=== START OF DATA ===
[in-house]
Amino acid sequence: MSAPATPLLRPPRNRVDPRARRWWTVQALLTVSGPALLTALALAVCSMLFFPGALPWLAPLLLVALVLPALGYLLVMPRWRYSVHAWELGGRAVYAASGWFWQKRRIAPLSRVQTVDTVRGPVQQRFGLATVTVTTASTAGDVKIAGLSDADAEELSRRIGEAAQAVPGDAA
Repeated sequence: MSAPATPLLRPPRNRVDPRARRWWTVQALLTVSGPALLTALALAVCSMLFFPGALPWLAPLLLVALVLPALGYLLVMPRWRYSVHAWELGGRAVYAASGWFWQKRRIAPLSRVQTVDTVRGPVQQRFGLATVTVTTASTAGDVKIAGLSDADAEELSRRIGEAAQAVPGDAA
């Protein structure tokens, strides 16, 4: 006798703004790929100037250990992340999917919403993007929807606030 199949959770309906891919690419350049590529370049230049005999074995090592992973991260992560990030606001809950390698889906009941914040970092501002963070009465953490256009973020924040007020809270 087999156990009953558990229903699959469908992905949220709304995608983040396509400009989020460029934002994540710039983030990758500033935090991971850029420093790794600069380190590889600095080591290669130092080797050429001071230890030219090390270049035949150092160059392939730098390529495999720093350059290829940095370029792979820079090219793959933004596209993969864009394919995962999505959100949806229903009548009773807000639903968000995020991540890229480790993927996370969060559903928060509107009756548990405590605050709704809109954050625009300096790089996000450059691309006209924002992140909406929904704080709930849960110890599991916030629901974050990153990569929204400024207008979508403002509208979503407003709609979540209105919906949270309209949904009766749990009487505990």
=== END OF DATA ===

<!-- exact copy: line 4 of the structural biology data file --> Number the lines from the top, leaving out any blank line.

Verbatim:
């Protein structure tokens, strides 16, 4: 006798703004790929100037250990992340999917919403993007929807606030 199949959770309906891919690419350049590529370049230049005999074995090592992973991260992560990030606001809950390698889906009941914040970092501002963070009465953490256009973020924040007020809270 087999156990009953558990229903699959469908992905949220709304995608983040396509400009989020460029934002994540710039983030990758500033935090991971850029420093790794600069380190590889600095080591290669130092080797050429001071230890030219090390270049035949150092160059392939730098390529495999720093350059290829940095370029792979820079090219793959933004596209993969864009394919995962999505959100949806229903009548009773807000639903968000995020991540890229480790993927996370969060559903928060509107009756548990405590605050709704809109954050625009300096790089996000450059691309006209924002992140909406929904704080709930849960110890599991916030629901974050990153990569929204400024207008979508403002509208979503407003709609979540209105919906949270309209949904009766749990009487505990």